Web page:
Ian Condry (born 1965) is a cultural anthropologist and author. He graduated from Harvard University in 1987 with a B.A. in Government and received his Ph.D. in Anthropology from Yale University in 1999. He is currently a Professor of Japanese Cultural Studies at Massachusetts Institute of Technology in Cambridge, Massachusetts.
In his first ethnographic book entitled Hip-Hop Japan: Rap and the Paths of Cultural Globalization, Condry explores issues of race, gender, language, musical history, and contemporary cultural politics, all as they relate to the Japanese rap music scene. He argues that performance sites, such as recording studios and nightclubs, are the specific paths that lead to cultural globalization. Condry believes that by viewing such locations more closely, we can then understand the specific dialogue that occurs between global/local, producer/consumer, and artist/industry.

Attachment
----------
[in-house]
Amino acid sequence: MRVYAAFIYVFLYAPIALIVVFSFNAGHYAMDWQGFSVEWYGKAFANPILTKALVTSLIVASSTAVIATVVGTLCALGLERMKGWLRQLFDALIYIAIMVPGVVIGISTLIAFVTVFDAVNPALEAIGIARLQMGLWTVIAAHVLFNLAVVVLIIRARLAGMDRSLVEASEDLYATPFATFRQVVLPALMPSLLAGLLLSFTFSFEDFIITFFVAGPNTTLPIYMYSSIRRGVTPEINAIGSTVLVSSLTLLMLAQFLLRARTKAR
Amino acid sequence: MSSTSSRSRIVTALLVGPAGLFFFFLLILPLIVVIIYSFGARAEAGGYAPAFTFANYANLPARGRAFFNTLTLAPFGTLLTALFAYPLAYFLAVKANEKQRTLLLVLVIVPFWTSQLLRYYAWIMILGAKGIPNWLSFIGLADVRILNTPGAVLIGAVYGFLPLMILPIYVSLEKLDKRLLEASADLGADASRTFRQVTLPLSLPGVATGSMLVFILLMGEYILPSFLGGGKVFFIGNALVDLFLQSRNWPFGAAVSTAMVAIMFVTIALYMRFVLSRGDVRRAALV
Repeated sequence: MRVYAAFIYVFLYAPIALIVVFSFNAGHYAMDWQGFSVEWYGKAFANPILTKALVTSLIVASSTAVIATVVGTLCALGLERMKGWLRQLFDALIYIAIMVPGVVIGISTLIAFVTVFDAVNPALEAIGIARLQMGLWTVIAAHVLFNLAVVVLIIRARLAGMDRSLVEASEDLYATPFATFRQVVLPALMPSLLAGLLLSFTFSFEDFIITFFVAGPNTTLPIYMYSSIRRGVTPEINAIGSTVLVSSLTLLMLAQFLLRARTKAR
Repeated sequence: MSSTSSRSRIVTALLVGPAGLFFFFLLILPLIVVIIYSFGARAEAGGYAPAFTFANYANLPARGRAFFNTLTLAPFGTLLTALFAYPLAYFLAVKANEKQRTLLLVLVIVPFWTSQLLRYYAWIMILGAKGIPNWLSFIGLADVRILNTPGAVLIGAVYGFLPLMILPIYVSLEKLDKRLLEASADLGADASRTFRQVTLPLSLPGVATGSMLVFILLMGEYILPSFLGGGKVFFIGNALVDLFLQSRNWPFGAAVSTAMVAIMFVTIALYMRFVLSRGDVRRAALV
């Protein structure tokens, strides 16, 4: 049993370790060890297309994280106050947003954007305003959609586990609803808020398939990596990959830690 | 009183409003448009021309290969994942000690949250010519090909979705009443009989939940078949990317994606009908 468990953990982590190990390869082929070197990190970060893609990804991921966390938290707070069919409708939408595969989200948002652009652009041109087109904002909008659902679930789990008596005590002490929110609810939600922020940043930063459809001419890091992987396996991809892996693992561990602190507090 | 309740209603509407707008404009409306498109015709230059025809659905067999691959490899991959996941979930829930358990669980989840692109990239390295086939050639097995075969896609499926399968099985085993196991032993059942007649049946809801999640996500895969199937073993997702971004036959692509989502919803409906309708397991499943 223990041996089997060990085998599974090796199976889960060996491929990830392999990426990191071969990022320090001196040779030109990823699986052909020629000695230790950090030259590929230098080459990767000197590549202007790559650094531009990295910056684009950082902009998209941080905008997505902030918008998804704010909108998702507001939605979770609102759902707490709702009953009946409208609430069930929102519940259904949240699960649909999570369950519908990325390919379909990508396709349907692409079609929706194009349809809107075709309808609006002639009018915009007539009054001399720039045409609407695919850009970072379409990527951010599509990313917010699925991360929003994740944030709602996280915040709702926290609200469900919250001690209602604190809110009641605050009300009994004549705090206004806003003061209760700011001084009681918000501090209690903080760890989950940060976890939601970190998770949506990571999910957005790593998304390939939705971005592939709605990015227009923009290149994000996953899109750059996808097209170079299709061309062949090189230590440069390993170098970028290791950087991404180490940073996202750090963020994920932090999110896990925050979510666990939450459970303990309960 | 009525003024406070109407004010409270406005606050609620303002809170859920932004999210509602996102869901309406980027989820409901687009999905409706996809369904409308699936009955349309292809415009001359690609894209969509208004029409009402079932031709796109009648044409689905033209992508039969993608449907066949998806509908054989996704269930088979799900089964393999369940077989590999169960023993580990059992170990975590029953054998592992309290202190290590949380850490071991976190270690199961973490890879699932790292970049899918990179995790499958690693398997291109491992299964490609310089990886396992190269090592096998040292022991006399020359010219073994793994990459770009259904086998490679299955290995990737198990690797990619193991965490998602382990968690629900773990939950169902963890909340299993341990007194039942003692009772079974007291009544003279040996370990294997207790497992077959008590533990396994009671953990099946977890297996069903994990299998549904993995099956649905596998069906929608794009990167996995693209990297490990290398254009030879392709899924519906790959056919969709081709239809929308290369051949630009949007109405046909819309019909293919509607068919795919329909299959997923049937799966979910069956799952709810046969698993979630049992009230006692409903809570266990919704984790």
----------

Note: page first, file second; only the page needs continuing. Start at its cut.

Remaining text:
HIs second book, The Soul of Anime: Collaborative Creativity and Japan's Media Success Story, explores the questions, who makes anime and what makes it a global success? Based on fieldwork in Tokyo anime studios such as Madhouse, Gonzo, Aniplex and Studio 4C, the book examines the process of making Japanese animation. He describes screenwriting meetings, toy design sessions, and fan practices in an effort to show that solitary genius is less important that cross-industry collaborations. In addition, the work of fans, including fansubbers who are often regarded as simply pirates, are also integral to the dynamics that lead to the global spread of Japanese animation.
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